After completing a hospital shadowing experience while an undergraduate student at Yale University, Michael Wang knew that he wanted to pursue medicine as a career path. Now a fourth-year medical student at Northwestern University Feinberg School of Medicine, Wang is currently applying to internal medicine residency programs with a focus in primary care.
Throughout his medical school career, Wang has been involved in extracurricular activities, including co-founding the Northwestern Medical Orchestra, and has helped conduct research alongside Feinberg faculty in the Department of Preventive Medicine.
Most recently, he published research in the American Journal of Preventive Cardiology exploring trends in pre-pregnancy cardiovascular health in the U.S, and was chosen by the American Heart Association as one of the top heart disease and stroke research advances of 2021.
Read a Q&A with Wang below.
Why did you choose Feinberg?
I was “wowed” by my interview day. I recall distinctly Dr. Roopal Kundu’s admissions overview of the program. I had heard plenty of them before, but I found myself nodding when she described the values of Feinberg and being really intentional with the curriculum to develop our competencies, not only in medical science, but being patient-centered, being excellent communicators and understanding how social determinants health affect our patients. I felt like that was an environment and a type of training that would be great for me.
Now looking back, I realize that the ECMH experience has been truly formative for my career interests. I’m applying into internal medicine currently and going into primary care, and it’s really because of that unique four-year clinical experience that Feinberg provides. I didn’t know how impactful it was going to be at the time that I applied to medical school, but I’m really thankful with how that worked out.
What was the motivation for your study, “Trends in prepregnancy cardiovascular health in the United States, 2011–2019”?
This study was conducted while I spent a year doing research with Dr. Sadiya Khan in the Department of Preventive Medicine between my third and fourth years. The topic that we looked at epidemiologically was the field of cardio-obstetrics in thinking about cardiovascular health before and around pregnancy and how it relates to later cardiovascular health and cardiovascular disease in both women and their offspring. This study is trying to fill a knowledge gap we have in characterizing cardiovascular health before pregnancy in the United States.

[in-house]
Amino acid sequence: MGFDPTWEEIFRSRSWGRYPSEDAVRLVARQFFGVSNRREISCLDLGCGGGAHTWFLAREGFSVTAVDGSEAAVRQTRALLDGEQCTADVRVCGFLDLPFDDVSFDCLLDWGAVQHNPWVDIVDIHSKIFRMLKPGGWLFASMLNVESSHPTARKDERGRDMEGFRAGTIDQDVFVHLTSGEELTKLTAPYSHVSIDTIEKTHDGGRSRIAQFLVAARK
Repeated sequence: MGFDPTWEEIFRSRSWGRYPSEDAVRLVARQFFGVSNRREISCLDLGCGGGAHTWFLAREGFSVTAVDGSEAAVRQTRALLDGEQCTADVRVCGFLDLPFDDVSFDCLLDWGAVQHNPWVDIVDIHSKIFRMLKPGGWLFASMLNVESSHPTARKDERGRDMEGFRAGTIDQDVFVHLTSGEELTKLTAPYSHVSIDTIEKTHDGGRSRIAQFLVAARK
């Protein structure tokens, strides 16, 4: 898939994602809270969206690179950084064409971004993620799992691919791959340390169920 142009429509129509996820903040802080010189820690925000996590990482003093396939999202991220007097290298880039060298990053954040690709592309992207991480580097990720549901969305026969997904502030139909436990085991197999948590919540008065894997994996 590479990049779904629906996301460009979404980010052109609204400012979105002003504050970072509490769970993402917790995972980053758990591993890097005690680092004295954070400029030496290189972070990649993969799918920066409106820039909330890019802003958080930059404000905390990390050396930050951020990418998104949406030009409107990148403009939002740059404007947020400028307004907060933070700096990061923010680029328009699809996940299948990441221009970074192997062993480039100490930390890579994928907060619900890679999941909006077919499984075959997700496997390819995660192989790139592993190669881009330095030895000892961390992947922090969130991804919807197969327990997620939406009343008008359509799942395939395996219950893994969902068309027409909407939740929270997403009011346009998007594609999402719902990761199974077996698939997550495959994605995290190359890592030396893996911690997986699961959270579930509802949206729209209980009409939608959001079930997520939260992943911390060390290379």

We looked at approximately the past decade of data and used a national database based on birth certificate data to characterize four health metrics: smoking, hypertension, diabetes and BMI. Ultimately, we wanted to understand the trends in ideal cardiovascular health during the pre-pregnancy period and differences related to social determinants of health, such as insurance status and the receipt of the Women, Infants, and Children program (WIC) for supplemental nutrition.
What did your team find, and how can these findings help improve patient care?
We found that the prevalence of ideal cardiovascular health before pregnancy as measured by these four metrics declined year-over-year between 2011 and 2019, both overall in the United States and among all subgroups of women, including divisions by race and ethnicity, age, insurance status and receipt of WIC. Additionally, we identified disparities along the lines of social determinants of health between racial and ethnic groups, insurance and WIC status.
The findings have opened my eyes to the importance of prevention early in the life course. The population of persons giving live birth is generally considered to be a young, healthy population, but our results emphasize the fact that the prevalence of smoking, high BMI, hypertension and diabetes are not trivial. So, it’s important to clinically focus on prevention, even among people who are aged in their twenties, thirties or forties.
What advice would you give to prospective medical students?
Find mentors who are a good fit for you because the support of great mentors has been a part of everything that I’ve accomplished and was proud of in medical school. I couldn’t imagine the type of experience I would’ve had without having the support in research, teaching endeavors I’ve been involved in and extracurricular activities. Finding the faculty support in your corner early, I think, helps set a medical student up for the best possible experience.